TRAVEL All's war in airlines' fares, and analysts don't love it

The ailing industry needs fare increases to recover, industry watchers say.
The first fare war of 2003 has erupted as the major airlines rush to fill seats during what are traditionally the slowest travel months of the year.
American Airlines, United Airlines, Southwest Airlines and others have rolled out or extended big sale promotions, offering substantial discounts on leisure fares during the first few months of the year.
"Southwest Airlines doesn't care if you've been naughty or nice!" the Dallas-based low-fare carrier crowed in a statement. "Santa has wiped his slate clean."
The sale shows that the big carriers aren't ready to start pushing up prices, which some analysts and airline executives say is essential to an industry recovery.
"Revenue recovery simply must occur if 2003 is going to be a better year," said analyst Jamie Baker of J.P. Morgan Securities.
Current problems
During the past year, air fares have fallen to the lowest level in decades amid heavy competition among major carriers and low-fare airlines such as Southwest and JetBlue. At the same time, the carriers have experienced a dramatic drop in the number of business travelers, who traditionally buy the most expensive fares.
That's one of the primary reasons the industry is expected to report losses of more than $8 billion in 2002.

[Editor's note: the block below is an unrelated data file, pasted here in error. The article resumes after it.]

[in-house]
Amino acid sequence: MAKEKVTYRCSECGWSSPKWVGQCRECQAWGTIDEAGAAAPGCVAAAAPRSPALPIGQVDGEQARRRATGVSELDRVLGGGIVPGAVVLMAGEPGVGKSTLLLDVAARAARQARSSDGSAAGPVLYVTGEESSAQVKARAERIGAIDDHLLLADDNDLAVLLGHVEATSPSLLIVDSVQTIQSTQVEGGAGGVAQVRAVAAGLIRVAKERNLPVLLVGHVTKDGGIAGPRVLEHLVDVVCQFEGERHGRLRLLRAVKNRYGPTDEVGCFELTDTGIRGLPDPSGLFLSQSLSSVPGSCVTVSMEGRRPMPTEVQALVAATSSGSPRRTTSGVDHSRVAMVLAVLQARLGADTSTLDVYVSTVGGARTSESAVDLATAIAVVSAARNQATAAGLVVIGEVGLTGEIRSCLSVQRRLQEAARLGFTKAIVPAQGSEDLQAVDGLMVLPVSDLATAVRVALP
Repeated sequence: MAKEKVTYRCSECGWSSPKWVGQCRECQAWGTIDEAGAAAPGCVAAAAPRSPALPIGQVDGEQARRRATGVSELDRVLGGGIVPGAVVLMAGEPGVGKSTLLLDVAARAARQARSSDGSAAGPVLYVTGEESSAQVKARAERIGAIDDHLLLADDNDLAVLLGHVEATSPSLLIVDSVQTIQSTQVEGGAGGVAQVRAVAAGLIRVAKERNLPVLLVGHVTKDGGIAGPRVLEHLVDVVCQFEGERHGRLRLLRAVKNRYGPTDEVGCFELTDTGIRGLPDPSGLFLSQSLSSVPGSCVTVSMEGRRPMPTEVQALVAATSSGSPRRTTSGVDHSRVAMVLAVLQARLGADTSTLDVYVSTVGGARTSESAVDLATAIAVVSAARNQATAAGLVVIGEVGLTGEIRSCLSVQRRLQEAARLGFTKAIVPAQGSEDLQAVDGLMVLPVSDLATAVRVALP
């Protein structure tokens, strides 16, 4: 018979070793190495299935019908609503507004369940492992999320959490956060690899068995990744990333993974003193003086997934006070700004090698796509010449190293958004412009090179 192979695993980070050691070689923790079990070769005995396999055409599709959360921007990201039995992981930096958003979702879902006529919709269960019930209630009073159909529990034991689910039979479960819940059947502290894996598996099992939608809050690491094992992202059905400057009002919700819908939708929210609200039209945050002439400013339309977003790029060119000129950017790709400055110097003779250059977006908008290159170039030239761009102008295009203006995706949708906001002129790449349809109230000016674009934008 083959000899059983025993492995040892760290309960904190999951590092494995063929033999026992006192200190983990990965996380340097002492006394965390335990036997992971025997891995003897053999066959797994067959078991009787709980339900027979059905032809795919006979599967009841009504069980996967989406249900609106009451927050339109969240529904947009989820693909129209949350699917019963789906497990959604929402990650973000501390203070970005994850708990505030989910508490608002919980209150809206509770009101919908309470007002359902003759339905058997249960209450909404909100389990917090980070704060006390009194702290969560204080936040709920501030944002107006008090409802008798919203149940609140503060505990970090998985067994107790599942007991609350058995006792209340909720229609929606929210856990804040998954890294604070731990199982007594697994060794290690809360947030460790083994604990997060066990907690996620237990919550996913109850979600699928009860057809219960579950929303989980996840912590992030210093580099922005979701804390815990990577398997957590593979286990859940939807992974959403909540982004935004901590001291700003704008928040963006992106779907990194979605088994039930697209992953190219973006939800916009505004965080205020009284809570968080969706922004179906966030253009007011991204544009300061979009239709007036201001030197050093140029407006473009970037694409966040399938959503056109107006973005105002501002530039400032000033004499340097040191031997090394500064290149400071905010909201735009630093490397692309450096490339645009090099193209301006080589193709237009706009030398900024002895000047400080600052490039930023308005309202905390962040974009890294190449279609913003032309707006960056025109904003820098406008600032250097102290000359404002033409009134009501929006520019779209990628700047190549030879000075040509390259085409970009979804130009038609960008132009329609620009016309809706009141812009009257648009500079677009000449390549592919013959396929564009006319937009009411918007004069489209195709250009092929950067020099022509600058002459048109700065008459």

American, based in Fort Worth, Texas, has been experimenting with a simplified price structure in 400 markets that includes cheaper business fares and more expensive leisure-ticket prices. But the carrier has yet to expand the test significantly across its network.
Slow period
Despite the financial crisis, the airlines are desperate to get passengers in the air, even if it's at the cheapest prices. The first three months of the year are traditionally the slowest for the airline industry, and the possibility of a war with Iraq in the coming months has only increased their desire to sell tickets now.
Airline executives urged passengers to buy tickets fast.
"We suggest customers book early to get the best selection of seats to their favorite winter and spring vacation spots," said Dan Garton, American's executive vice president of marketing, in a statement.
Some of the fare deals:
UAmerican is offering discounts of up to 40 percent off leisure fares on more than 200 domestic and international destinations. The fares, which must be bought by Jan. 20, are available for travel until May for domestic and Mexican destinations, through June for Caribbean cities and through March for Latin American and most European cities.
USouthwest is selling fares in select short-haul markets as low as $34 each way, and in some long-haul markets as cheap as $89 each way. The tickets are on sale though Jan. 20 and are good for travel dates before June.
UAmerica West Airlines is offering deals to selected cities that are 50 percent to 70 percent below what most other major carriers are offering without a Saturday-night stay requirement.
UUnited Airlines is extending an ongoing fare sale to Jan. 10, which includes one-way fares as low as $56 to $127 each to selected domestic and international markets. Domestic fares are good through May, and international fares are good through March.

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